Talbot Avenue: a bridge in black and white

There is no question that the bridge carrying Talbot Avenue over the CSX Railroad tracks in Silver Spring, Maryland, is historic. Two Maryland state agencies, the Montgomery County Planning Department, and the Federal Transit Administration all agree that the small bridge has historic merit and is eligible for listing in the National Register of Historic Places. The agencies also agree that the bridge needs to be replaced to accommodate construction of a new light rail line connecting suburban Washington, D.C., communities. But do the agencies understand why the Talbot Avenue Bridge is historically significant?

Talbot Avenue Bridge, August 2016.

Talbot Avenue Bridge, August 2016.

Built in 1918 by the B&O Railroad, the bridge carries automobile, pedestrian, and bicycle traffic over the railroad now owned and operated by CSX. The bridge connects the historically African-American Lyttonsville community with early twentieth century residential subdivisions established on the periphery of unincorporated Silver Spring. Lyttonsville was founded in the 1850s by a freed slave named Samuel Lytton and it became one of several dozen African American hamlets scattered throughout Montgomery County. Silver Spring and its residential subdivisions were a sundown suburb: racialized space where African Americans were unable to live because of racially restrictive deed covenants and where public space and private businesses were governed by strict Jim Crow segregation.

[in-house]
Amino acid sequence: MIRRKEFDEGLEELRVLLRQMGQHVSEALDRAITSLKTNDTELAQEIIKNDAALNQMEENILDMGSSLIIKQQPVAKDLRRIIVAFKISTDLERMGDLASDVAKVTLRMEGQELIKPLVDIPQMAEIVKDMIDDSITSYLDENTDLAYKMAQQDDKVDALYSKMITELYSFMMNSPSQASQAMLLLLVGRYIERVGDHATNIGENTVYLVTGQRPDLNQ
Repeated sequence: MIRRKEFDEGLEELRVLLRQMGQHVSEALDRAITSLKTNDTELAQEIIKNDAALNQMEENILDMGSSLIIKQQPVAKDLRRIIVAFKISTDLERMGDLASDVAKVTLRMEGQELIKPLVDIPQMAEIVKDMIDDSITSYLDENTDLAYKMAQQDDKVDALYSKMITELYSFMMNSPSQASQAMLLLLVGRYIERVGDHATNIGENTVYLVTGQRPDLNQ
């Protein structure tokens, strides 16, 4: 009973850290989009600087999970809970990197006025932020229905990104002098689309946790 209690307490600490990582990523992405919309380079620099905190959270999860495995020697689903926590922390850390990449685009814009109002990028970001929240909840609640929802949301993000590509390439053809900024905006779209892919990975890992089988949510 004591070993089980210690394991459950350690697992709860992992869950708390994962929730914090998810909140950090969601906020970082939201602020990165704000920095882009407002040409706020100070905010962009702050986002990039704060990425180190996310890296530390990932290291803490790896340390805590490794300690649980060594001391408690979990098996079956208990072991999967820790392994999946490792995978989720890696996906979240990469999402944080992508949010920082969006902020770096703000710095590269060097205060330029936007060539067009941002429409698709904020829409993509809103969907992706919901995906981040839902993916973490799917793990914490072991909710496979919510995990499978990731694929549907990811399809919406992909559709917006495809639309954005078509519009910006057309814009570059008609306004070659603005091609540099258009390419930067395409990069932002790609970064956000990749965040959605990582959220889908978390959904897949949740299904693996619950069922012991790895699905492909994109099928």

The Talbot Avenue Bridge may be the last surviving historically significant structure in the Lyttonsville community. This post explores the various historic preservation efforts undertaken to document the bridge and the community’s perspectives on the bridge and its history. The reasons why the Talbot Avenue Bridge isn’t better understood and isn’t protected from demolition like other officially designated Montgomery County buildings and structures may be a policy gray area but they are clearly visible in black and white terms.

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“The Silver Spring Affair”

In early August 1925, 16-year-old Mary Elizabeth Price claimed that she had been attacked by an African American man. The assault, she told authorities, occurred in a residential street in Silver Spring, Maryland, near the Washington, D.C., line.

After police detained one African American and searched the homes of several others, Price retracted her allegation that she had been attacked by an African American. On August 14, 1925, the Washington Post published a letter to the editor about the episode. It bears revisiting following the events of last week in Minneapolis, Baton Rouge, and Dallas.